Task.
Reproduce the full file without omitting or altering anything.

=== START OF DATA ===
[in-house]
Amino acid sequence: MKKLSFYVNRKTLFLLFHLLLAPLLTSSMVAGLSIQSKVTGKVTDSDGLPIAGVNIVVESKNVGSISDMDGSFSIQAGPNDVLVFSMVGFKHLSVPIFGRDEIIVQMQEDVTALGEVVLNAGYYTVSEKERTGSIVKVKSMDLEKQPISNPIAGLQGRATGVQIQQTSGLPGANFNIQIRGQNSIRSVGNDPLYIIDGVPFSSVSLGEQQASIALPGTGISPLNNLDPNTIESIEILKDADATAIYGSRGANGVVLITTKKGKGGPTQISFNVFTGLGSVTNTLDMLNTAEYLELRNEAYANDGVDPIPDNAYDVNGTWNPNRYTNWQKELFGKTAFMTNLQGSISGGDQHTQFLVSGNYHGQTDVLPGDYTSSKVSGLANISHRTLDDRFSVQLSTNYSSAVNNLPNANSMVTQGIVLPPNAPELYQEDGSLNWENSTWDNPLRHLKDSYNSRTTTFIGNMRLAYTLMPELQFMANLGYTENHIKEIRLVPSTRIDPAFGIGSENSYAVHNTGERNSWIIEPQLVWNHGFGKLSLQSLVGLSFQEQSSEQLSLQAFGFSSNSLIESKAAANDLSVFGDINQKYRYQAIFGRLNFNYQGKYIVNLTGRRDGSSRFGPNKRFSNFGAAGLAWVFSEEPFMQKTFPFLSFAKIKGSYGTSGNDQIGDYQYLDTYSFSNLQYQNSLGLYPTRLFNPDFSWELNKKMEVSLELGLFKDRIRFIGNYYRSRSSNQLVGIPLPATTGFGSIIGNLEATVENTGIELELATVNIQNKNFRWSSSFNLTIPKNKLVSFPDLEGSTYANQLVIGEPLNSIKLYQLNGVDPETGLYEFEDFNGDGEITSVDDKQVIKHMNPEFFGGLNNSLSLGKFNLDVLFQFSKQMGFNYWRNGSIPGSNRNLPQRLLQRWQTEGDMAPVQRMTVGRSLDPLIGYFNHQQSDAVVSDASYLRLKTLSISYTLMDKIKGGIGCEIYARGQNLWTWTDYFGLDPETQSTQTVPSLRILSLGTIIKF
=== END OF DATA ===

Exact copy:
[in-house]
Amino acid sequence: MKKLSFYVNRKTLFLLFHLLLAPLLTSSMVAGLSIQSKVTGKVTDSDGLPIAGVNIVVESKNVGSISDMDGSFSIQAGPNDVLVFSMVGFKHLSVPIFGRDEIIVQMQEDVTALGEVVLNAGYYTVSEKERTGSIVKVKSMDLEKQPISNPIAGLQGRATGVQIQQTSGLPGANFNIQIRGQNSIRSVGNDPLYIIDGVPFSSVSLGEQQASIALPGTGISPLNNLDPNTIESIEILKDADATAIYGSRGANGVVLITTKKGKGGPTQISFNVFTGLGSVTNTLDMLNTAEYLELRNEAYANDGVDPIPDNAYDVNGTWNPNRYTNWQKELFGKTAFMTNLQGSISGGDQHTQFLVSGNYHGQTDVLPGDYTSSKVSGLANISHRTLDDRFSVQLSTNYSSAVNNLPNANSMVTQGIVLPPNAPELYQEDGSLNWENSTWDNPLRHLKDSYNSRTTTFIGNMRLAYTLMPELQFMANLGYTENHIKEIRLVPSTRIDPAFGIGSENSYAVHNTGERNSWIIEPQLVWNHGFGKLSLQSLVGLSFQEQSSEQLSLQAFGFSSNSLIESKAAANDLSVFGDINQKYRYQAIFGRLNFNYQGKYIVNLTGRRDGSSRFGPNKRFSNFGAAGLAWVFSEEPFMQKTFPFLSFAKIKGSYGTSGNDQIGDYQYLDTYSFSNLQYQNSLGLYPTRLFNPDFSWELNKKMEVSLELGLFKDRIRFIGNYYRSRSSNQLVGIPLPATTGFGSIIGNLEATVENTGIELELATVNIQNKNFRWSSSFNLTIPKNKLVSFPDLEGSTYANQLVIGEPLNSIKLYQLNGVDPETGLYEFEDFNGDGEITSVDDKQVIKHMNPEFFGGLNNSLSLGKFNLDVLFQFSKQMGFNYWRNGSIPGSNRNLPQRLLQRWQTEGDMAPVQRMTVGRSLDPLIGYFNHQQSDAVVSDASYLRLKTLSISYTLMDKIKGGIGCEIYARGQNLWTWTDYFGLDPETQSTQTVPSLRILSLGTIIKF